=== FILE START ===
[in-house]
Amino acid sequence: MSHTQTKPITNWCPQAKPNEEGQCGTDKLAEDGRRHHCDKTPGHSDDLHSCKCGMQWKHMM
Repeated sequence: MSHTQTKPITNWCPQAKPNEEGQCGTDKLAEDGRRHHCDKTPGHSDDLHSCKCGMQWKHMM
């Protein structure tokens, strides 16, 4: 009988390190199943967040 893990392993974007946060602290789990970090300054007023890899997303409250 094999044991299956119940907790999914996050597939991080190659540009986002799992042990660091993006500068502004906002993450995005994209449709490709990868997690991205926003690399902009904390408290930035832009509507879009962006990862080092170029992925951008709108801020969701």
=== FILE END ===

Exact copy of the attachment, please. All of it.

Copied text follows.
[in-house]
Amino acid sequence: MSHTQTKPITNWCPQAKPNEEGQCGTDKLAEDGRRHHCDKTPGHSDDLHSCKCGMQWKHMM
Repeated sequence: MSHTQTKPITNWCPQAKPNEEGQCGTDKLAEDGRRHHCDKTPGHSDDLHSCKCGMQWKHMM
């Protein structure tokens, strides 16, 4: 009988390190199943967040 893990392993974007946060602290789990970090300054007023890899997303409250 094999044991299956119940907790999914996050597939991080190659540009986002799992042990660091993006500068502004906002993450995005994209449709490709990868997690991205926003690399902009904390408290930035832009509507879009962006990862080092170029992925951008709108801020969701």